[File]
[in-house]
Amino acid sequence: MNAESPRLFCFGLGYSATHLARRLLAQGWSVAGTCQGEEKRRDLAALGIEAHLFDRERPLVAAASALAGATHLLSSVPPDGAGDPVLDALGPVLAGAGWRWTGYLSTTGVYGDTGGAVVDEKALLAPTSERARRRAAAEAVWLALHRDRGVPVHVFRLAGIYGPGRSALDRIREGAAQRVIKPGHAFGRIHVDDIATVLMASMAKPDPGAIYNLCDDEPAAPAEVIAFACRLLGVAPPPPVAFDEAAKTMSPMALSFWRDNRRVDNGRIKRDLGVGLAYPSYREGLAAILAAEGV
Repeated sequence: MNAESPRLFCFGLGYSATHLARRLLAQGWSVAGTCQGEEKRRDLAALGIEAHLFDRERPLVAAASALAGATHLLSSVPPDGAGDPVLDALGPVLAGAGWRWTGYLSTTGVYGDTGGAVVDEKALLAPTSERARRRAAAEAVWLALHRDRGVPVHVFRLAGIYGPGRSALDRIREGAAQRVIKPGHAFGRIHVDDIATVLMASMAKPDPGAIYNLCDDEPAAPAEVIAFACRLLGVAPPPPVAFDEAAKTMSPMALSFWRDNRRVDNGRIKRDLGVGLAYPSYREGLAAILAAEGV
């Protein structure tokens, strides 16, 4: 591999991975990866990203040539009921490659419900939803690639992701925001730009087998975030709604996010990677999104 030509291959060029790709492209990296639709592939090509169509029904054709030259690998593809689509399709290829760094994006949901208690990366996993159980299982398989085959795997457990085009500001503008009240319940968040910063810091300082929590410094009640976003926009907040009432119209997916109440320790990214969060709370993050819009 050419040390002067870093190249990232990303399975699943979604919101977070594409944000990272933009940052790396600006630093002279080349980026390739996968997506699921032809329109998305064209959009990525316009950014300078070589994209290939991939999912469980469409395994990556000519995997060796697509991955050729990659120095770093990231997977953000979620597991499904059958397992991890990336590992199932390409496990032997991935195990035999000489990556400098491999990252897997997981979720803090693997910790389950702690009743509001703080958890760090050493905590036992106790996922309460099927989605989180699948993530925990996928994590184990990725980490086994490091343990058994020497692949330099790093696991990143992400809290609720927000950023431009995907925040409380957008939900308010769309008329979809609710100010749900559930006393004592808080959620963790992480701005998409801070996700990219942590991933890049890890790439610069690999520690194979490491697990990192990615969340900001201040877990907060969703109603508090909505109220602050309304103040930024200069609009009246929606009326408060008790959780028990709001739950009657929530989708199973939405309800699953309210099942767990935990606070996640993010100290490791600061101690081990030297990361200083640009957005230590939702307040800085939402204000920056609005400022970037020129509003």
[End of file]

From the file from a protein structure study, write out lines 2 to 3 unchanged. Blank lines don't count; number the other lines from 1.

Amino acid sequence: MNAESPRLFCFGLGYSATHLARRLLAQGWSVAGTCQGEEKRRDLAALGIEAHLFDRERPLVAAASALAGATHLLSSVPPDGAGDPVLDALGPVLAGAGWRWTGYLSTTGVYGDTGGAVVDEKALLAPTSERARRRAAAEAVWLALHRDRGVPVHVFRLAGIYGPGRSALDRIREGAAQRVIKPGHAFGRIHVDDIATVLMASMAKPDPGAIYNLCDDEPAAPAEVIAFACRLLGVAPPPPVAFDEAAKTMSPMALSFWRDNRRVDNGRIKRDLGVGLAYPSYREGLAAILAAEGV
Repeated sequence: MNAESPRLFCFGLGYSATHLARRLLAQGWSVAGTCQGEEKRRDLAALGIEAHLFDRERPLVAAASALAGATHLLSSVPPDGAGDPVLDALGPVLAGAGWRWTGYLSTTGVYGDTGGAVVDEKALLAPTSERARRRAAAEAVWLALHRDRGVPVHVFRLAGIYGPGRSALDRIREGAAQRVIKPGHAFGRIHVDDIATVLMASMAKPDPGAIYNLCDDEPAAPAEVIAFACRLLGVAPPPPVAFDEAAKTMSPMALSFWRDNRRVDNGRIKRDLGVGLAYPSYREGLAAILAAEGV